Stan Navarrette found a house for his family in Greensburg, Kansas shortly before Easter but now he is looking for a new home again after a tornado ripped through the town Friday night.


With both he and his wife, Diane, working in town, the couple was only too happy to say goodbye to the daily 55-mile round-trip commute from Kinsley when they finished making the move a week ago Sunday.

Five days later, thanks to the monster twister that devastated the Kiowa County seat, Navarrette is again without a home.

Having worked as the circulation manager at Greensburg’s weekly newspaper since last June, Navarrette was relieved at now being able to walk three blocks to grab a quick lunch over the noon hour. Diane, on the other hand, was equally glad to “finally be living in the same town where she was working.”

Mrs. Navarrette works as a therapist at the regional mental health center in Greensburg, the Iroquois Center for Human Development.

For the time being the two are living with Stan Navarrette’s mother-in-law in Dodge City with his two sons and two stepdaughters. The six of them were at home at 321 Illinois with seven-year-old Maddie Cannon from across the street, when they first heard the sirens last Friday.

After viewing a weather update on television, the family decided to take their grilled pork chop meal to the basement “just to be on the safe side.”

Not long after, one of Diane Navarrette’s co-workers called from the south side of Greensburg, explaining she was with a storm spotter.  

“She told my wife they could see the tornado and that it was heading straight for us,” Stan Navarrette recalls.  

Diane in turn quickly called Maddie’s dad, Shawn, asking if he wanted his daughter to stay with them. Shawn answered Maddie and said she should stay put since he was already hunkered down in his basement.

The girls were quickly wrapped in blankets while Stan and Diane Navarrette wrapped mattresses around themselves and the boys, the sound of popping glass filling their ears as they did so.  A minute later it was all over, Stan Navarrette stepped outside to what he termed “a really eerie scene.”

He remembers sensing the magnitude of what had just hit his corner of town when he noticed the garage missing and his van moved considerably from where he’d parked it.

After surveying the demolition of his neighborhood several more minutes, he said he began smelling gas from ruptured lines, prompting him to get his family to safety.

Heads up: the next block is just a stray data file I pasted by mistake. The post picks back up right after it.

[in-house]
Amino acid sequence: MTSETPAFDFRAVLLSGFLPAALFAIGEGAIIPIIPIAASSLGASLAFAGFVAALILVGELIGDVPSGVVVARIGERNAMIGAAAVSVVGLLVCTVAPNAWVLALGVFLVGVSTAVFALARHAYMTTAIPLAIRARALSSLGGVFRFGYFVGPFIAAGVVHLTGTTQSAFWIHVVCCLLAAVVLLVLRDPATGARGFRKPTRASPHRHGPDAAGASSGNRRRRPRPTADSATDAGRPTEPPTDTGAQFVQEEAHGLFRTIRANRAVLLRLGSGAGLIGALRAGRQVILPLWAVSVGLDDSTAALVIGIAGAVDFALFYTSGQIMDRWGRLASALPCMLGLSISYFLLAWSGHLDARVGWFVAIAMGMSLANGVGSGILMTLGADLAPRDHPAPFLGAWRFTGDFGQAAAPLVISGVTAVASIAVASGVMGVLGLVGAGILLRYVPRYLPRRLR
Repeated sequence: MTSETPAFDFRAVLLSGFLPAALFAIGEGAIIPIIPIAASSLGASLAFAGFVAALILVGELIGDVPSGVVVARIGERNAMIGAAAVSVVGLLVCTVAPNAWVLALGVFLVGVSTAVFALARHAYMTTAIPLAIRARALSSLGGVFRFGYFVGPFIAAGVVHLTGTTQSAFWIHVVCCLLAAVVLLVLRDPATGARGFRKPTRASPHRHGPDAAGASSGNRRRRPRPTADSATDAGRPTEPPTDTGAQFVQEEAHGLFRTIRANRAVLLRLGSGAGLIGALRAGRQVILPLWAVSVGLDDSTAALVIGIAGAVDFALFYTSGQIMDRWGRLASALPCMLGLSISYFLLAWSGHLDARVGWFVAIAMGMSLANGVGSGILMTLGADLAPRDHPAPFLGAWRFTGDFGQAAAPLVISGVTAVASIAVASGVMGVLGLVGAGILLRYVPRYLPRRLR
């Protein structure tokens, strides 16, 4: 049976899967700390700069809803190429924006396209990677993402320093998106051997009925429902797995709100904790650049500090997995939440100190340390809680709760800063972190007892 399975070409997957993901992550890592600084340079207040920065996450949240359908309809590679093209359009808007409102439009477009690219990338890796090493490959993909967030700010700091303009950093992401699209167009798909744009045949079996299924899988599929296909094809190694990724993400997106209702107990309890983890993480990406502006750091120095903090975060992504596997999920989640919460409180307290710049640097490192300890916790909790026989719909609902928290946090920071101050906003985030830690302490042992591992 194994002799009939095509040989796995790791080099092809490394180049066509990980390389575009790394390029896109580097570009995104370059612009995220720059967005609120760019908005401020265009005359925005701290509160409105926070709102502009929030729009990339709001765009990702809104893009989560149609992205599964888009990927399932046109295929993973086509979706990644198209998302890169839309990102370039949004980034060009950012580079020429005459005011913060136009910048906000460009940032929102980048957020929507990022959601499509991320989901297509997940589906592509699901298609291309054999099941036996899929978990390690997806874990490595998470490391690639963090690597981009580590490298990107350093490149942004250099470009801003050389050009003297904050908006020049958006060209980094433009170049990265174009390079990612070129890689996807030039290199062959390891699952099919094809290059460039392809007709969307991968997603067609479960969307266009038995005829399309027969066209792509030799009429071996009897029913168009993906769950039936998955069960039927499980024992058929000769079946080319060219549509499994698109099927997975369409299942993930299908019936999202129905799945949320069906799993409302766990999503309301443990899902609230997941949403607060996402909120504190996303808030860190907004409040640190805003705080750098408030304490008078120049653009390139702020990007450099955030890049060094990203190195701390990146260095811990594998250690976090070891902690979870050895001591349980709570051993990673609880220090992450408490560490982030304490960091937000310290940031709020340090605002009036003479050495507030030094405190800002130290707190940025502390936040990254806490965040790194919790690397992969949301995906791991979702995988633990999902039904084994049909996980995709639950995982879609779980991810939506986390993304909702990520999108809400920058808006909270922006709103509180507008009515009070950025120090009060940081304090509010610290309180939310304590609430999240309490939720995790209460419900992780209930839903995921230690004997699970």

“I was just in a daze for several minutes, seeing how so many houses around me were just gone,” he said.  “But when I smelled that gas it snapped me out of it, and I knew it was time to get out of there.”

Luckily able to reach his mother-in-law by cell phone, the Navarrette’s were in Dodge by 2 a.m.  How long they remain there remains uncertain at this point.

“There’s no place to move back to in Greensburg,” Stan Navarrette said.  “Where my wife works is torn up pretty bad from what I’ve heard and the Signal office is missing most of its roof, so what we do next will depend a lot on our job situation. Right now, I just don’t know what that is.”

With plans for the four kids to remain in Kinsley schools the remainder of the term, the Navarette’s won’t have to worry about such arrangements for at least a couple of months. But with both the elementary and high schools demolished in Greensburg, educational plans after that are cloudy.

Stan Navarrette pointed out that his family has endured a trifecta of sorts for the past week. In addition to having just completed a move to Greensburg and then losing that home five days later to the storm, he rushed from work last Monday to the side of his 16-year-old son, Gabe, who’d just rolled and totaled one of the family’s two vehicles.


“It’s been a tough week,” Stan Navarrette said.  “I could do without another one like this for quite a while.”


Asked if the timing of his recent move had crossed his mind since Friday night, the New Mexico native nodded.


“My wife and I got a little ambitious,” he said. “We didn’t have to be out of the house in Kinsley until May 10, so we could’ve waited a little longer and we wouldn’t have gone through this.


“I guess maybe it’s not always a bad thing to procrastinate. But who could’ve known this would’ve happened?  How often is a town this size going to be completely wiped out by a tornado? It’s just unreal.”